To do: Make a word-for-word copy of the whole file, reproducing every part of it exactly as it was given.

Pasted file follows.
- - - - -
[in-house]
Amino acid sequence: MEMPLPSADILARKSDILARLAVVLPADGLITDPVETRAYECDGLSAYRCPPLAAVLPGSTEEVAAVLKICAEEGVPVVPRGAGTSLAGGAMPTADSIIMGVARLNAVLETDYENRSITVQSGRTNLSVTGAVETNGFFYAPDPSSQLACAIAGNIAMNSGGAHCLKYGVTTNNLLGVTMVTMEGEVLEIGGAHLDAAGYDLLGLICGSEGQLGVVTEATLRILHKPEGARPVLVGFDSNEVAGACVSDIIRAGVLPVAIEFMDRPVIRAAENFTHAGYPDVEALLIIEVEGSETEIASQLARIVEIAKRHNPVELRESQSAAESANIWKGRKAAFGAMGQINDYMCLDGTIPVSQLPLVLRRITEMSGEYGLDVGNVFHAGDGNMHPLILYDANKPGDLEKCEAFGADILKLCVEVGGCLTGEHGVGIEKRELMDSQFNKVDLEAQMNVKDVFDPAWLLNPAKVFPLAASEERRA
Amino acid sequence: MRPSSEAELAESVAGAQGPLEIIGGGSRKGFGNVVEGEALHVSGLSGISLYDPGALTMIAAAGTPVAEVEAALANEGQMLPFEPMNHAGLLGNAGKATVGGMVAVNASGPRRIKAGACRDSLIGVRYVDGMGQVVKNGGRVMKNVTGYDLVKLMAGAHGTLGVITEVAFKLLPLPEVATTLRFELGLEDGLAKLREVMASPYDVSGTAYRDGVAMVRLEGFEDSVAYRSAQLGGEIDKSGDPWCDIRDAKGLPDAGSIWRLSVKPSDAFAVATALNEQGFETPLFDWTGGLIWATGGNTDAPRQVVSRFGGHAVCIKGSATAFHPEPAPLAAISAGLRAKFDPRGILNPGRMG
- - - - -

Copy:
[in-house]
Amino acid sequence: MEMPLPSADILARKSDILARLAVVLPADGLITDPVETRAYECDGLSAYRCPPLAAVLPGSTEEVAAVLKICAEEGVPVVPRGAGTSLAGGAMPTADSIIMGVARLNAVLETDYENRSITVQSGRTNLSVTGAVETNGFFYAPDPSSQLACAIAGNIAMNSGGAHCLKYGVTTNNLLGVTMVTMEGEVLEIGGAHLDAAGYDLLGLICGSEGQLGVVTEATLRILHKPEGARPVLVGFDSNEVAGACVSDIIRAGVLPVAIEFMDRPVIRAAENFTHAGYPDVEALLIIEVEGSETEIASQLARIVEIAKRHNPVELRESQSAAESANIWKGRKAAFGAMGQINDYMCLDGTIPVSQLPLVLRRITEMSGEYGLDVGNVFHAGDGNMHPLILYDANKPGDLEKCEAFGADILKLCVEVGGCLTGEHGVGIEKRELMDSQFNKVDLEAQMNVKDVFDPAWLLNPAKVFPLAASEERRA
Amino acid sequence: MRPSSEAELAESVAGAQGPLEIIGGGSRKGFGNVVEGEALHVSGLSGISLYDPGALTMIAAAGTPVAEVEAALANEGQMLPFEPMNHAGLLGNAGKATVGGMVAVNASGPRRIKAGACRDSLIGVRYVDGMGQVVKNGGRVMKNVTGYDLVKLMAGAHGTLGVITEVAFKLLPLPEVATTLRFELGLEDGLAKLREVMASPYDVSGTAYRDGVAMVRLEGFEDSVAYRSAQLGGEIDKSGDPWCDIRDAKGLPDAGSIWRLSVKPSDAFAVATALNEQGFETPLFDWTGGLIWATGGNTDAPRQVVSRFGGHAVCIKGSATAFHPEPAPLAAISAGLRAKFDPRGILNPGRMG